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But as they looked in Barnsdale, by a little private path there came a knight riding, whom they soon met. Very dreary and woebegone seemed this traveller; one foot was in the stirrup, the other dangled outside; his hood hung down over his eyes; his attire was poor and shabby; no sorrier man than he ever rode on a summer's day.

Little John bent low in courtesy before him.

"Welcome, sir knight! Welcome to greenwood! I am right glad to see you. My master hath awaited you fasting these three hours."

"Who is your master?" asked the knight.

"Robin Hood, sir," answered Little John.

"He is a brave yeoman; I have heard much good of him," said the knight. "I will go in company with you, my comrades. My purpose was to have dined to-day at Blyth or Doncaster."

So the knight went with the yeomen, but his face was still sad and careworn, and tears often fell from his eyes. Little John and Will Scarlet brought him to the door of the lodge in Barnsdale, where the outlaws were staying at that time, and as soon as Robin saw him he lifted his hood courteously, and bent low in token of respect.

"Welcome, sir knight, welcome. I am right glad to see you. I have awaited you fasting, sir, for the last three hours."

"God save thee, good Robin, and all thy fair company," returned the knight pleasantly.

Robin brought clear water from the well for the guest to wash himself from the dust of travel, and then they sat down to dinner. The meal was spread under the trees in the greenwood, and rarely had the stranger seen a repast so amply furnished. Bread and wine they had in plenty, and dainty portions of deer, swans and pheasants, plump and tender, and all kinds of water-fowl from the river, and every sort of woodland bird that was good for eating.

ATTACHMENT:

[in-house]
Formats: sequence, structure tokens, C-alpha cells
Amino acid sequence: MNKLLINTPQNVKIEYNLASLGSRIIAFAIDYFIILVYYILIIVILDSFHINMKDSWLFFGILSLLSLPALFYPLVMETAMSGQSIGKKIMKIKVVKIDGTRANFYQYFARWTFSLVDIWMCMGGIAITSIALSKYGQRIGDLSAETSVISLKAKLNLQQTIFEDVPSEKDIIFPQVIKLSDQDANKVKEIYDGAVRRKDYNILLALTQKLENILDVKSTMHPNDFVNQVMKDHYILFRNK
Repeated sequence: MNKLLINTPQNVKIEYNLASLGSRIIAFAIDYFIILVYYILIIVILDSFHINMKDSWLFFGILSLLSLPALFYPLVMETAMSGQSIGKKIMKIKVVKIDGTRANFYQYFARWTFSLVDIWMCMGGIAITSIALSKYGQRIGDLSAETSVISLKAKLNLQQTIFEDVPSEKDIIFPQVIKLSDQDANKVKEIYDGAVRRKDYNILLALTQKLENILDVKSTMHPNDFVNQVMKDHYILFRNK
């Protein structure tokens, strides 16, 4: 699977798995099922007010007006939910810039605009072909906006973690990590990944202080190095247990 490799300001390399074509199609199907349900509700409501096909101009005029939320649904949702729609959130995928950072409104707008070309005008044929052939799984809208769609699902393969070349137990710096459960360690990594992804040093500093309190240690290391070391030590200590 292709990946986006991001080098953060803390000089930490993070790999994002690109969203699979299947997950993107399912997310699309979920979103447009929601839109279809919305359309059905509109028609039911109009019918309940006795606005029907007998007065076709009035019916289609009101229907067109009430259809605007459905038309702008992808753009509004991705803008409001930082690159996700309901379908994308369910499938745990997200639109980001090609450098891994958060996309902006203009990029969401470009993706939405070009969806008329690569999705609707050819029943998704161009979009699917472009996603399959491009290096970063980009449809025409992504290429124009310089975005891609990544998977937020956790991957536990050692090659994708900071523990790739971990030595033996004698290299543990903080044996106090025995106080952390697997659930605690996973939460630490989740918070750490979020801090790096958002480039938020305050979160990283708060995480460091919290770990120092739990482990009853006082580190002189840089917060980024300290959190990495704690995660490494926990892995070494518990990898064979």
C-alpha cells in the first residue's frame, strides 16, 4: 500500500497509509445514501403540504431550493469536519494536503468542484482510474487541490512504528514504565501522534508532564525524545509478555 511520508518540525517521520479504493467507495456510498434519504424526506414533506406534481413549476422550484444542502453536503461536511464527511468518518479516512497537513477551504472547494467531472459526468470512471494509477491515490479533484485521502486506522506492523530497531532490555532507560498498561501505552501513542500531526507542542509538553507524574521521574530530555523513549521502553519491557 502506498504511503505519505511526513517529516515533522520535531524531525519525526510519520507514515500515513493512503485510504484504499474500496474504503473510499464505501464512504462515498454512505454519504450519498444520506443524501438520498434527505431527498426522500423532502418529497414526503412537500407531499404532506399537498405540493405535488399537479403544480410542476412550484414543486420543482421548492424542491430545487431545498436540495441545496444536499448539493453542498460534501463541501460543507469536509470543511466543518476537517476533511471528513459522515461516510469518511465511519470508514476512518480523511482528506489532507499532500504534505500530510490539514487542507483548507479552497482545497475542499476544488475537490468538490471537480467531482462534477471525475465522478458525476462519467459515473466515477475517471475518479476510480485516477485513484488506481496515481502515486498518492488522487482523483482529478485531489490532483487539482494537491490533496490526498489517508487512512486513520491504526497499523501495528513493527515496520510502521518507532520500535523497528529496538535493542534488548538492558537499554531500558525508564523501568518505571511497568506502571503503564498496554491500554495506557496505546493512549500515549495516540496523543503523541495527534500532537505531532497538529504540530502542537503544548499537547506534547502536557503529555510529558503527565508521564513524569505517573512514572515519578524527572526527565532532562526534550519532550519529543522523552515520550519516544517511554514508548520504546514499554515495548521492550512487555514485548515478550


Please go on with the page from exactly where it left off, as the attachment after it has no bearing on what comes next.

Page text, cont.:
Robin heaped his guest's plate with choice morsels, and bade him fall to merrily.

"Eat well, sir knight, eat well," he urged him.

"Thanks, thanks," said the knight. "I have not had such a dinner as this for three weeks. If I come again into this country, Robin, I will make as good a dinner for you as you have made for me."

"Thanks for my dinner, good knight, when I have it," returned the outlaw. "I was never so greedy as to crave for dinner. But before you go, would it not be seemly for you to pay for what you have eaten? It was never the custom for a yeoman to pay for a knight."

"I have nothing in my coffers that I can proffer, for shame," said the knight.

"Go, Little John, and look," said Robin. "Now swear to me that you are telling the truth," he added to his guest.

"I swear to you, by heaven, I have no more than ten shillings," said the knight.

"If you have no more than that I will not take one penny," said Robin. "And if you have need of any more I will lend it you. Go now, Little John, and tell me the truth. If there be no more than ten shillings, not one penny of that will I touch."

Little John spread out his mantle on the ground ready to hold any treasure he might find, but when lie looked in the knight's coifer he saw nothing but one piece of money of the value of half a pound. He left it lying where it was, and went to tell his master.

"What tidings, John?" asked Robin.

"Sir, the knight is true enough."

"Fill a cup with the best wine, and hand it first to the knight," said Robin. "Sir, I much wonder that your clothing is so thin. Tell me one thing, I pray. I trow you must have been made a knight by force, or else you have squandered your means by reckless or riotous living?

Perhaps you have been foolish and thriftless, or else have lost all your money in brawling and strife? Or possibly you have been a usurer or a drunkard, or wasted your life in wickedness and wrong-doing?"